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THE WGA AND THE MORAL (AND FINANCIAL) RIGHTS OF THE AUTHOR

by
in Filmmaking
on May 6, 2007

It’s long, detailed and a must-read — Dennis McDougal’s piece in the L.A. Weekly, “Double Cross at the WGA,” on the guild’s collecting and non-payment of monies issued to member and non-member writers by foreign rights societies. The piece springboards off a class-action lawsuit filed by writer William Richert (Winter Kills) against the WGA as well as whistleblower activity by a now-terminated guild administrator into a discussion of American copyright law, studio business practices and the U.S.’s complicated relationship to the Berne Convention, the international copyright agreement spearheaded by author Victor Hugo.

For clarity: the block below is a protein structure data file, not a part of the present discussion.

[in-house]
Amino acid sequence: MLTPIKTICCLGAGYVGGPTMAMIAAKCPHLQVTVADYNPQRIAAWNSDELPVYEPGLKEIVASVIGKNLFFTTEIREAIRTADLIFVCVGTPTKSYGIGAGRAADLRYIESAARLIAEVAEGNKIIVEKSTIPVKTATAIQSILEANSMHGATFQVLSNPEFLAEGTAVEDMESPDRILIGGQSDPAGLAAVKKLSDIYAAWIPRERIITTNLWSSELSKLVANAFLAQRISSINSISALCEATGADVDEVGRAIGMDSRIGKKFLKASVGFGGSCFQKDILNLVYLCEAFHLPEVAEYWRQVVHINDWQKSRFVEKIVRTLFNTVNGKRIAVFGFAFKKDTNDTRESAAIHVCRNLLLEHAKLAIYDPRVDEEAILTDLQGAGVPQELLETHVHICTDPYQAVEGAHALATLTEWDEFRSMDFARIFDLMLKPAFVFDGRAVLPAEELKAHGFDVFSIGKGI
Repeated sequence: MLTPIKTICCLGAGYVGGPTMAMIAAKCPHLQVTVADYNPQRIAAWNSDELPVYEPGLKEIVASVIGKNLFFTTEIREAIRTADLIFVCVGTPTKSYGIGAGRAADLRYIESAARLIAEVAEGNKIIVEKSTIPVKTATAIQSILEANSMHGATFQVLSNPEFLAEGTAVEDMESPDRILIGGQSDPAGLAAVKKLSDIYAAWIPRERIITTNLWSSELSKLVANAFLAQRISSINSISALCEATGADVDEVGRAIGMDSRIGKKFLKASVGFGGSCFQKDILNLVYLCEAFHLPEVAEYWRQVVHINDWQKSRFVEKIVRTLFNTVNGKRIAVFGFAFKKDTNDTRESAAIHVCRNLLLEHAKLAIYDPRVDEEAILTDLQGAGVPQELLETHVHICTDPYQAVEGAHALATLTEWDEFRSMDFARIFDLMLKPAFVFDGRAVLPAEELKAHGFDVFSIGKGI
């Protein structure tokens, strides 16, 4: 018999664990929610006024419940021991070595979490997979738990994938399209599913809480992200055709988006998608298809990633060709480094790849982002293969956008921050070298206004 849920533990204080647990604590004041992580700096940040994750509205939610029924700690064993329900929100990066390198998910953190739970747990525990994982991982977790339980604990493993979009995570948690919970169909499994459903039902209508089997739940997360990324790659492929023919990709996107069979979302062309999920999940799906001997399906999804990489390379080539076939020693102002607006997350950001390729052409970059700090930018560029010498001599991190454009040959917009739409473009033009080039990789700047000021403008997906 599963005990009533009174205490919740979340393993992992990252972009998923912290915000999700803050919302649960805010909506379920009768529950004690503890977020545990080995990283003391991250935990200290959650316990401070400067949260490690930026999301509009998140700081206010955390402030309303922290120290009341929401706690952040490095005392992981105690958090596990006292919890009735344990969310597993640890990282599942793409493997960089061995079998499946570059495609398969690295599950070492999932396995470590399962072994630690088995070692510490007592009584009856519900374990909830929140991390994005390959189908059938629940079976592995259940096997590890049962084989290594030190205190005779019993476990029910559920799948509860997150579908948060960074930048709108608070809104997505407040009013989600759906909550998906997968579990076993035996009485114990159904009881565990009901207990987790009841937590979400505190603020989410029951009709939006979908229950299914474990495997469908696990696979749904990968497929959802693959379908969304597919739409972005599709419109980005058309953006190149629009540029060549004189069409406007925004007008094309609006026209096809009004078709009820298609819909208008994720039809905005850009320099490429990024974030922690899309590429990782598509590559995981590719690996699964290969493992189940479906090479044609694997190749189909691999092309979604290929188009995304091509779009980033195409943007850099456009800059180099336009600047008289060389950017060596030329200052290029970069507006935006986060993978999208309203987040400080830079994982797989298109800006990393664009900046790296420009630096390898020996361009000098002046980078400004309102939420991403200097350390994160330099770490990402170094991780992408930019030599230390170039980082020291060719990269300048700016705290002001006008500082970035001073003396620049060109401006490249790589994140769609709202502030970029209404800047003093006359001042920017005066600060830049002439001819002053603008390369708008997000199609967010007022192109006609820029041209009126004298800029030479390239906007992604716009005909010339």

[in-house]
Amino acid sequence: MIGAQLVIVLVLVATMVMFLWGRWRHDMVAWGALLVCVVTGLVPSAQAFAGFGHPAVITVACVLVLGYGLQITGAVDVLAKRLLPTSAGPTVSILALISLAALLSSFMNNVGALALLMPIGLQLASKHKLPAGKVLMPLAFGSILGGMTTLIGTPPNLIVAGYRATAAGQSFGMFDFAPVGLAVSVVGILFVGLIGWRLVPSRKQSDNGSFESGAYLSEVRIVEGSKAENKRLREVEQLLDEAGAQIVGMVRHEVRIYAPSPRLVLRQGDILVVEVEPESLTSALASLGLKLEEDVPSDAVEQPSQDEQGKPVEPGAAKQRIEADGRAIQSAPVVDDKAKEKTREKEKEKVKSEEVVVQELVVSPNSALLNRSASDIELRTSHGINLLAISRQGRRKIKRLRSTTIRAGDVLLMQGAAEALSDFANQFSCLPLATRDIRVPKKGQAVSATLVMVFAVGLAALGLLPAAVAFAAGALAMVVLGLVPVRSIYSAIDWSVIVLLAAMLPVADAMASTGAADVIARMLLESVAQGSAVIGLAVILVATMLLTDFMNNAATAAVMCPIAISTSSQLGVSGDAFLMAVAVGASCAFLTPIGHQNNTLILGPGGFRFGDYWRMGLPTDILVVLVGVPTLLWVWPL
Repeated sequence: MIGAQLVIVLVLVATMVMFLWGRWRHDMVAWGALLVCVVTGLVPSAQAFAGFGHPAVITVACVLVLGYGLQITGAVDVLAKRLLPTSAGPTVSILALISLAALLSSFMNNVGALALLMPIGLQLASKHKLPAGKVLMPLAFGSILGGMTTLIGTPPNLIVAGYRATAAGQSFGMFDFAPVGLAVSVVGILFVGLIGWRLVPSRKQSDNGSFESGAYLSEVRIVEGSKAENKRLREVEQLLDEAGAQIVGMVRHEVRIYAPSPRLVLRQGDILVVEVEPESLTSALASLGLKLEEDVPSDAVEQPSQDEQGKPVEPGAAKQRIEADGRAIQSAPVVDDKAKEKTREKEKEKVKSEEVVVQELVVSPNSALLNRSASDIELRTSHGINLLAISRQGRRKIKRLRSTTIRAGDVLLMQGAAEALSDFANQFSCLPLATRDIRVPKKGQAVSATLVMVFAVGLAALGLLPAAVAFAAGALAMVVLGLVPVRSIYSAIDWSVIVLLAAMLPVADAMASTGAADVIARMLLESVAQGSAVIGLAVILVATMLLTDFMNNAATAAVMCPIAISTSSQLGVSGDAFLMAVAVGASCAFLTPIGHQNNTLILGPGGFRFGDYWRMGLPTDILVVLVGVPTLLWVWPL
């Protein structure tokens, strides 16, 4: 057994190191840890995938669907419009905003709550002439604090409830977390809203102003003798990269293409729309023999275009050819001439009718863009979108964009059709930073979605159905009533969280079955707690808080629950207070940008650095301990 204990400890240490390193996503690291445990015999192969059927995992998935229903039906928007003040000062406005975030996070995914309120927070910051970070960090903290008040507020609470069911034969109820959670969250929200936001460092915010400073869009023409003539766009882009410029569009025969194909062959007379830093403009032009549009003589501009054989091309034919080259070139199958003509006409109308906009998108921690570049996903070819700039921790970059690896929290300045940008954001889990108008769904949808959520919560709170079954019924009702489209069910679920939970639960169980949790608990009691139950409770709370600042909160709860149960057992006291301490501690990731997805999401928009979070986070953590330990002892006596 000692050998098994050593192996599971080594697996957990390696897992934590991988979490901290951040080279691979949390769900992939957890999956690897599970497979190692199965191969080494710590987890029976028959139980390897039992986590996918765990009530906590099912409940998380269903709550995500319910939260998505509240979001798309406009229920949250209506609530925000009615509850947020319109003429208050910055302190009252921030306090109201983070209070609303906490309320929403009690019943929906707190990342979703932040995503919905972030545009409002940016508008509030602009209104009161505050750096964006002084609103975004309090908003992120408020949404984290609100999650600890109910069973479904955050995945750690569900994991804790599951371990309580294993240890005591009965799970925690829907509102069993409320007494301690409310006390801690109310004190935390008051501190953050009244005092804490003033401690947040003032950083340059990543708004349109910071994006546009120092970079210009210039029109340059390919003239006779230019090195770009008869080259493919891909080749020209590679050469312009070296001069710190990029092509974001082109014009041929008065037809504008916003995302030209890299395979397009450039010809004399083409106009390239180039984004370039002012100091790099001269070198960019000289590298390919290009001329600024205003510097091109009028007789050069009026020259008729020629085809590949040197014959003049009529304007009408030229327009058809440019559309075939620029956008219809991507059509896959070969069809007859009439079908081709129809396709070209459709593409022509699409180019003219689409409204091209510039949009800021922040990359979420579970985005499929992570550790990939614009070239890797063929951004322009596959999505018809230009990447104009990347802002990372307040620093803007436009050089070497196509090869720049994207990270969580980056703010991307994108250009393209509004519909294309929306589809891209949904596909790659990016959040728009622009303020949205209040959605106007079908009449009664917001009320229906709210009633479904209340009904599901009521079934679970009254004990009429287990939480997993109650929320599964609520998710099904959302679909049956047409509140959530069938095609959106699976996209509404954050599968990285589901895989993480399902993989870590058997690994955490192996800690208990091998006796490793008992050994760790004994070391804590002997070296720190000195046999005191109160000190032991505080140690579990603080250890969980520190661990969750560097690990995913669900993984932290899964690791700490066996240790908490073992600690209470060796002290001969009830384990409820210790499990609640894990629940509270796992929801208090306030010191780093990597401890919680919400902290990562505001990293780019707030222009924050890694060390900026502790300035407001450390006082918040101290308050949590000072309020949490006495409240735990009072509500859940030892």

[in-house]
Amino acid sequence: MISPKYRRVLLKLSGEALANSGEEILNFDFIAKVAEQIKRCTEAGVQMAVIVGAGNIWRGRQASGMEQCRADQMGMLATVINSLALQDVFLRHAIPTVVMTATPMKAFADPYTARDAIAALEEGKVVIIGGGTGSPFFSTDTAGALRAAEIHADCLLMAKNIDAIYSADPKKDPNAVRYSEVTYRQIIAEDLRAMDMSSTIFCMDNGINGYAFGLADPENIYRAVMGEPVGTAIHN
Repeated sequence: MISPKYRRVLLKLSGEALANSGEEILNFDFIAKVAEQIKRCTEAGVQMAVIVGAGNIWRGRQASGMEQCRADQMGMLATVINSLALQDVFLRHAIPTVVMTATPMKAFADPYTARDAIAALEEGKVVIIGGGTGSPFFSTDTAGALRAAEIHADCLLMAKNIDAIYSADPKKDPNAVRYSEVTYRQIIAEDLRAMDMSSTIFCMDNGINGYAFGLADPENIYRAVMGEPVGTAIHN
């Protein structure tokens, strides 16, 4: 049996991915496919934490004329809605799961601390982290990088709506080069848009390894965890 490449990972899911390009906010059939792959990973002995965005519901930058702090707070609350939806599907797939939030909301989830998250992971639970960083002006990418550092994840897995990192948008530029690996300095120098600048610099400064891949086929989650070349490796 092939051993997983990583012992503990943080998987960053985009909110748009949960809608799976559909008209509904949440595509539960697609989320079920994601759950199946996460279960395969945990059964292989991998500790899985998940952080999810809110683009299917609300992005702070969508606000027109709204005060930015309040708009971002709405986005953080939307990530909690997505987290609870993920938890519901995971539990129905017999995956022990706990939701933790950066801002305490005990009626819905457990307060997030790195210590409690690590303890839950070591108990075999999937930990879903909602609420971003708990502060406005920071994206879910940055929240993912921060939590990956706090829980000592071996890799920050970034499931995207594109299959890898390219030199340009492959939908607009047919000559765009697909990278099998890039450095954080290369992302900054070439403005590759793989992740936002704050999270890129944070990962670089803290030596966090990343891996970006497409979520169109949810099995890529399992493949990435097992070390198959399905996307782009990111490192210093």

The upshot? If you wrote a screenplay for any work of media that has aired on non-U.S. television, the WGA may be holding a check meant for you. (Or, perhaps, it held the check for six months and then shredded it… you’ll have to read the article for the details.)

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